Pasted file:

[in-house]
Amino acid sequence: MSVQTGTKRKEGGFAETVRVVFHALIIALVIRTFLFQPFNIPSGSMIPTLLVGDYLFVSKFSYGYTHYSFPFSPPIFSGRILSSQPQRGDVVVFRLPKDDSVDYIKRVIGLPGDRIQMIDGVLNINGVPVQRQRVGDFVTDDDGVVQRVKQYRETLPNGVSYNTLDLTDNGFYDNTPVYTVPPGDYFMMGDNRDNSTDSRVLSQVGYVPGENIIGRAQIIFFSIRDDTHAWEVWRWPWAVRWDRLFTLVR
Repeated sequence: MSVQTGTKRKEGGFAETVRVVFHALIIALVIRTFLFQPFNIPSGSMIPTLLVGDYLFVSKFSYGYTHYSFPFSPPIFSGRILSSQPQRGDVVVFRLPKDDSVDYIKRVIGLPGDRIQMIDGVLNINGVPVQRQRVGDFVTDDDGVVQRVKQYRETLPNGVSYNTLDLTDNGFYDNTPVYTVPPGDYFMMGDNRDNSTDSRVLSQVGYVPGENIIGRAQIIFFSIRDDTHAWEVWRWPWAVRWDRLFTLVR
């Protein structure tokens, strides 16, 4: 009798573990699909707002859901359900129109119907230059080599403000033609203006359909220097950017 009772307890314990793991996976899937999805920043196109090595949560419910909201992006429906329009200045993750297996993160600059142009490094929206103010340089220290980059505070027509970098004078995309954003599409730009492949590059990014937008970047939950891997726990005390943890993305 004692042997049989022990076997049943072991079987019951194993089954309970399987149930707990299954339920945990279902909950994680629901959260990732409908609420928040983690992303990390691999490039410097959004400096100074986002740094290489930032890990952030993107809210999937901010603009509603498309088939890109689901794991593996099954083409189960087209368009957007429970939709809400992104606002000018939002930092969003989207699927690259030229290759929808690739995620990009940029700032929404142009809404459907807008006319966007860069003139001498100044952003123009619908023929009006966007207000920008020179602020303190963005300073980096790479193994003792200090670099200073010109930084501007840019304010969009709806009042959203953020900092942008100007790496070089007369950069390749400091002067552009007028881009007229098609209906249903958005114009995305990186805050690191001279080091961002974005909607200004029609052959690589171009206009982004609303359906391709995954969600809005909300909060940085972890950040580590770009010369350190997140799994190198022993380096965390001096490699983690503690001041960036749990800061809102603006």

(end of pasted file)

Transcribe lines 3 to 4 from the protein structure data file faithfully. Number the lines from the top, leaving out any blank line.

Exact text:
Repeated sequence: MSVQTGTKRKEGGFAETVRVVFHALIIALVIRTFLFQPFNIPSGSMIPTLLVGDYLFVSKFSYGYTHYSFPFSPPIFSGRILSSQPQRGDVVVFRLPKDDSVDYIKRVIGLPGDRIQMIDGVLNINGVPVQRQRVGDFVTDDDGVVQRVKQYRETLPNGVSYNTLDLTDNGFYDNTPVYTVPPGDYFMMGDNRDNSTDSRVLSQVGYVPGENIIGRAQIIFFSIRDDTHAWEVWRWPWAVRWDRLFTLVR
């Protein structure tokens, strides 16, 4: 009798573990699909707002859901359900129109119907230059080599403000033609203006359909220097950017 009772307890314990793991996976899937999805920043196109090595949560419910909201992006429906329009200045993750297996993160600059142009490094929206103010340089220290980059505070027509970098004078995309954003599409730009492949590059990014937008970047939950891997726990005390943890993305 004692042997049989022990076997049943072991079987019951194993089954309970399987149930707990299954339920945990279902909950994680629901959260990732409908609420928040983690992303990390691999490039410097959004400096100074986002740094290489930032890990952030993107809210999937901010603009509603498309088939890109689901794991593996099954083409189960087209368009957007429970939709809400992104606002000018939002930092969003989207699927690259030229290759929808690739995620990009940029700032929404142009809404459907807008006319966007860069003139001498100044952003123009619908023929009006966007207000920008020179602020303190963005300073980096790479193994003792200090670099200073010109930084501007840019304010969009709806009042959203953020900092942008100007790496070089007369950069390749400091002067552009007028881009007229098609209906249903958005114009995305990186805050690191001279080091961002974005909607200004029609052959690589171009206009982004609303359906391709995954969600809005909300909060940085972890950040580590770009010369350190997140799994190198022993380096965390001096490699983690503690001041960036749990800061809102603006």